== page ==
Hiatus

I’m back from my productivity hiatus.

So much in the world has changed recently, throwing personal productivity back into the spotlight. This pandemic is undoubtedly terrible for the economy and for the thousands of people suffering in regions with a stretched healthcare system. My heart goes out to them, and if you can please consider donating to local charities helping in the fight.

For those of us fortunate enough with the ability to self-isolate and work from home, this crisis presents an opportunity to rethink our habits and how we approach working in isolation. It is now more important than ever to establish a routine and make the most of this quarantine.

When reading through one of my favourite investing blogs, the writer mentioned his daily journalling habit.

“Since I’ve mentioned my daily journal, I have to tell you that that is the best thing I have done in 2020 (though the year is young) … Journaling makes me look back at my day and evaluate it. The main question I ask myself is, how much have I learned? When I look back and discover that I’ve spent too much time doing busy work like answering emails or vegetating in front of the TV, I realize that it was time I’ll never get back. But I can also be asking myself many other questions – Was I kind to others? Did I spend enough time with my kids? Did I eat well?

Writing a daily journal makes you look intentionally at your life every day; it makes you evaluate your life in short segments, and that helps you make course corrections sooner. We usually make course corrections once a year, on or about January 1. A daily journal gives you a lot more insight and control over your course corrections.”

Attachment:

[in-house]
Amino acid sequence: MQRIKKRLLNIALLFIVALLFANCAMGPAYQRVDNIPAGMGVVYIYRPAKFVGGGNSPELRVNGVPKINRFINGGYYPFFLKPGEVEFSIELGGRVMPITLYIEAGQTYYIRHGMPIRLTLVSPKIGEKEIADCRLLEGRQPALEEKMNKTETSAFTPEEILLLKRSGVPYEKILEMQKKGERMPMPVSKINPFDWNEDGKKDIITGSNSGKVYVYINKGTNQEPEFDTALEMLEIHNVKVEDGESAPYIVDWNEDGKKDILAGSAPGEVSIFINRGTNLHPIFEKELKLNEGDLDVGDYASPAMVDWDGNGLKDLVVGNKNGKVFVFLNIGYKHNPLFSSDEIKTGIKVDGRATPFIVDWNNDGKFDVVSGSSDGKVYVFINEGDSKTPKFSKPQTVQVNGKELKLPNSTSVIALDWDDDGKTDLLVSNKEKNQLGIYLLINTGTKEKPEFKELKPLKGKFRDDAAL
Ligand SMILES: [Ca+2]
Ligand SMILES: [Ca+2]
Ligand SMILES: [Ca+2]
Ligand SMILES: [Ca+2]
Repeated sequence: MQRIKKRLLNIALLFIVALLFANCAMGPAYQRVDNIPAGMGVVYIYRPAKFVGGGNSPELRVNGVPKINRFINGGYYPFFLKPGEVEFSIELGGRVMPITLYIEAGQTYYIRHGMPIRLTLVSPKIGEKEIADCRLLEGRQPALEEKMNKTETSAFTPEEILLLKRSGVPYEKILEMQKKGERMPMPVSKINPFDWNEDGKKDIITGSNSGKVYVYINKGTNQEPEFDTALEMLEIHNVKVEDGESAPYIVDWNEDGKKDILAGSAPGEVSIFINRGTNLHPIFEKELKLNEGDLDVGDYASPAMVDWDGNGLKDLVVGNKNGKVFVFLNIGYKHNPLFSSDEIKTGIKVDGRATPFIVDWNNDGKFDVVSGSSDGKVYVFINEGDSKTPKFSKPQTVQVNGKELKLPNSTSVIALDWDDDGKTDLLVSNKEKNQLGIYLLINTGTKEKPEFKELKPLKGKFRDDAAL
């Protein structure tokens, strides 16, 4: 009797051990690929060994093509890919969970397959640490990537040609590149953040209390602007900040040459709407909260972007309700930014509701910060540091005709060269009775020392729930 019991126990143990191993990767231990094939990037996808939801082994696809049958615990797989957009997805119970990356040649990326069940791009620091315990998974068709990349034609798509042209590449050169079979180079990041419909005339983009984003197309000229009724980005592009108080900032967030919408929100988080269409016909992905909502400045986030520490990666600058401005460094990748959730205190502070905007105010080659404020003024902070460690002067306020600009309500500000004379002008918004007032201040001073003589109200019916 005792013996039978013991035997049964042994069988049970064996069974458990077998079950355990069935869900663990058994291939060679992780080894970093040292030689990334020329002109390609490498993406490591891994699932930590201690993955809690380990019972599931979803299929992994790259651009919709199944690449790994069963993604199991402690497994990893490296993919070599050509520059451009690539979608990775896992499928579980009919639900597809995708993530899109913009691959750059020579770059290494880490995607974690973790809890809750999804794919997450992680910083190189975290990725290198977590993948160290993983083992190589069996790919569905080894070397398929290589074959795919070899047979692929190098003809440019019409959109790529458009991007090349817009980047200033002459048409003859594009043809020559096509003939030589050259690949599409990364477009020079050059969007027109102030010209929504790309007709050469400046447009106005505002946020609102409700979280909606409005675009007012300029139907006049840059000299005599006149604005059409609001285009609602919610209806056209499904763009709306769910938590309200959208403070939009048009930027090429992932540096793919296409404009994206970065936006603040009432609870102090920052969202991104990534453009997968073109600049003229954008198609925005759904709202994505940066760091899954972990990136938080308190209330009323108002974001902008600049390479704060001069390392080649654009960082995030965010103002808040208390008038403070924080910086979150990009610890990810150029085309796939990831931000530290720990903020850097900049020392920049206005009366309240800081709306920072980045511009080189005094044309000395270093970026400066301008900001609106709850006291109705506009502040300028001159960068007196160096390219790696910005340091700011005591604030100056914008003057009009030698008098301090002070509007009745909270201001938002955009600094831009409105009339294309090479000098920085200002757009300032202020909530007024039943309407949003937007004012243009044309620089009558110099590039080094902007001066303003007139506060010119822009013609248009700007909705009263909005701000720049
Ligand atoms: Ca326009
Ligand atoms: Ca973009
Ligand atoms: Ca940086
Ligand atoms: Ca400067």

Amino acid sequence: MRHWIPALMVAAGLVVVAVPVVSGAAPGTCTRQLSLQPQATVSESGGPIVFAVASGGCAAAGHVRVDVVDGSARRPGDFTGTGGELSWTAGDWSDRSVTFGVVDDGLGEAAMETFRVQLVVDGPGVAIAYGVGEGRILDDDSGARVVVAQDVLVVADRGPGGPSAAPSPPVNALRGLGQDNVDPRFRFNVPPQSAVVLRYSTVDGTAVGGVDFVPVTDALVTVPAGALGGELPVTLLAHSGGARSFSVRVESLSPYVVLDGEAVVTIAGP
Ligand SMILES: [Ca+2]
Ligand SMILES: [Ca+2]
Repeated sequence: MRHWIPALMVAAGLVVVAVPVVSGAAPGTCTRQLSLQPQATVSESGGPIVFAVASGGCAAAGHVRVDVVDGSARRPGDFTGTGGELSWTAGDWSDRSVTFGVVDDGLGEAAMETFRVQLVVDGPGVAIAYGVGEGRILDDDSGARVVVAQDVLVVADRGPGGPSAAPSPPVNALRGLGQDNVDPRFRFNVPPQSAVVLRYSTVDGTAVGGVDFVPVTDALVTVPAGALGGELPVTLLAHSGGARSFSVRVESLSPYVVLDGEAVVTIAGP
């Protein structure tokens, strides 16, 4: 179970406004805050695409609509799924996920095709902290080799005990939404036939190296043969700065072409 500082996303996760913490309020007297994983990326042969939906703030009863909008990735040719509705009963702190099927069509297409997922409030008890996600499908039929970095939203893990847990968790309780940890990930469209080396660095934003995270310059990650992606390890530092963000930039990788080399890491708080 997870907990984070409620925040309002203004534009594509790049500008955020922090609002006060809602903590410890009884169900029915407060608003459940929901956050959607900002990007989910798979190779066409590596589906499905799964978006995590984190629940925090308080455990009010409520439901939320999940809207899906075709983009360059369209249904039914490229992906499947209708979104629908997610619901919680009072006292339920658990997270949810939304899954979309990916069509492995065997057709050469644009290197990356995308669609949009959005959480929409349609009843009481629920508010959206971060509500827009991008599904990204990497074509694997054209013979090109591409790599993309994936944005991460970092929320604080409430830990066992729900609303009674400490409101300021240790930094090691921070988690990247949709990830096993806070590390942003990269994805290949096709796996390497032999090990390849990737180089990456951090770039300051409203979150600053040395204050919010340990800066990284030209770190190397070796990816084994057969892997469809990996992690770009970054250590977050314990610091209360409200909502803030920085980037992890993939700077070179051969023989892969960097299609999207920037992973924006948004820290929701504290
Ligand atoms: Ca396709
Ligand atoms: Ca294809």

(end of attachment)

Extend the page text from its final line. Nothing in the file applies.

Contrarian Edge, 2020

That makes a lot of logical sense to me. If our lives are a sum of our days, it makes sense to live those days intentionally, consciously, and reflecting often to correct our actions and mold them to fit our ideals. As I was researching more about daily writing though, I chanced upon an article about how writing daily is bad advice, by Cal Newport, a writer I admire and respect.

“Here’s what happens when you resolve to write every day: you soon slip up.

If you’re not a full-time writer, this is essentially unavoidable. An early meeting at work, a back-up on the subway, an afternoon meeting that runs long — any number of common events will render writing impractical on some days.

This slip-up, however, has big consequences.

It provides evidence to your brain that your plan to write every day will not succeed. As I’ve argued before, the human brain is driven, in large part, by its need to assess plans: providing motivation to act on good plans, and reducing motivation (which we experience as procrastination) to act on flawed plans …

When the specific plan fails, the resulting lack of motivation infects the general goal as well, and your writing project flounders.

Cal Newport, 2013

That makes so much logical sense to me too, and it has happened multiple times before. It seems easy now on a Sunday during a quarintine to find the time to write, but what happens when you’ve worked 12 hours and have commitments at night? Where is the time to write then? And when that daily writing plan fails, the entire project fails, like what I’ve experienced before. It’s also probably why I was on hiatus from this blog for so long.

What then? I think a middle-ground is the sensible conclusion. Writing as much as possible to reflect, to better my days and my life; yet at the same time not committing strictly to a daily writing ritual. It beings with planning your time, and scheduling in as much writing as reasonably possible.

I guess it’s time to write an article about scheduling my time.

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